The Colfax Theater
South Bend’s Colfax Theater opened on August 4, 1928 as the first theater in the world to include musical accompaniment and recorded sound. Its facade, designed by Chicago’s George W. Leslie Rapp, was laden with glazed terra cotta, a palladian window, an understated marquee, and a towering, vertical electric sign reading: “Colfax.”
For decades the 2100-seat theater was a cultural hive for the city, originally serving as a vaudeville house, and later hosting the likes of Bob Hope, Ronald Reagan, Rudy Vallee, and Mickey Rooney at its world premiere of Warner Bros.’ film Knute Rockne – All American.
Not unlike many establishments of the day, black residents’ freedom to engage in the Colfax’s cultural life was limited. In Gabrielle Robinson’s book Better Homes of South Bend Dr. B.W. Streets, an African American dentist, describes what it was like to see a movie at the theater in 1930:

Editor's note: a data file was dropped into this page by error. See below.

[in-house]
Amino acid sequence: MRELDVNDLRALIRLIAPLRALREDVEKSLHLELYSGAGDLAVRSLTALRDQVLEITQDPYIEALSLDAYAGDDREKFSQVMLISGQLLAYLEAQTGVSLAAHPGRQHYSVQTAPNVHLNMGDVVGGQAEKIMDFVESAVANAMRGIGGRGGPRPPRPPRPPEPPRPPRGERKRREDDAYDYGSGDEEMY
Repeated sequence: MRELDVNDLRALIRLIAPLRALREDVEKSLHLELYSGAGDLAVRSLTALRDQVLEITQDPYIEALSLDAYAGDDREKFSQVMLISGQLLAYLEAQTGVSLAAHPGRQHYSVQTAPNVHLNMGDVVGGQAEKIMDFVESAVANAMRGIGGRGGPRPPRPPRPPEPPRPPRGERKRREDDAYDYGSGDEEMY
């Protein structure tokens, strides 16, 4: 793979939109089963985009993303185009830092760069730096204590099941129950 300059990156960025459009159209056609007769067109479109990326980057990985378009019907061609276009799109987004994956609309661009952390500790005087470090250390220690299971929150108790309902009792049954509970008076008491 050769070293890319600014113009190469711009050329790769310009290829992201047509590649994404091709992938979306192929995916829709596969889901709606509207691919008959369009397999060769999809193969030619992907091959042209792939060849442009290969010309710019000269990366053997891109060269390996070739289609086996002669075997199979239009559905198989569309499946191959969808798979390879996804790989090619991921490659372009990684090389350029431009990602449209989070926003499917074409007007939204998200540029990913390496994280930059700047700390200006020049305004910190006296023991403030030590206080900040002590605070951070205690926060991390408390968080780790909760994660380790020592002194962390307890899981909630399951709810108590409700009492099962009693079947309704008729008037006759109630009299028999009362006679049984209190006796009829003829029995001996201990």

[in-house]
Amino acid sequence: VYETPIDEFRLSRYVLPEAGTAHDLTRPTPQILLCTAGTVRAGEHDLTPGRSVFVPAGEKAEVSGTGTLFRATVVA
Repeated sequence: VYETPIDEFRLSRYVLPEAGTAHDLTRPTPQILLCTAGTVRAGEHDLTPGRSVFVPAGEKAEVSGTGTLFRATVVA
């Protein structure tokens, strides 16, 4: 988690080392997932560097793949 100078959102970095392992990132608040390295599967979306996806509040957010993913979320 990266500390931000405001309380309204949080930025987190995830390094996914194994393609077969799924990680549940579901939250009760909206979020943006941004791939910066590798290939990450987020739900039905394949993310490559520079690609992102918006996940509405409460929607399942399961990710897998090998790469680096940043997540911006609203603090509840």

The Colfax Theater did not allow blacks to sit down in the lower seats of the theater. Blacks had to buy their tickets and go out the door around to the back and up to the buzzard’s roost. The Buzzard’s roost was so high, and it was so small, it was hardly worth a person’s time.
South Bend sits at a perpetual crossroads—will the shaping of our city’s culture be reserved to a select few, while the rest find it “hardly worth a person’s time”? Or will our culture be a mirror—reflecting the capacious range of talent, experience, and heritage inhabiting our neighborhoods?
While disparate factions either celebrate South Bend’s illustrious history or seek to create a future devoid of that history, we have a responsibility to tell stories that honor the past, uphold the dignity of our city’s people, and profess an aspirational vision for the future.
Today, we deliver our portrait of The Colfax Theater in expectation of that future.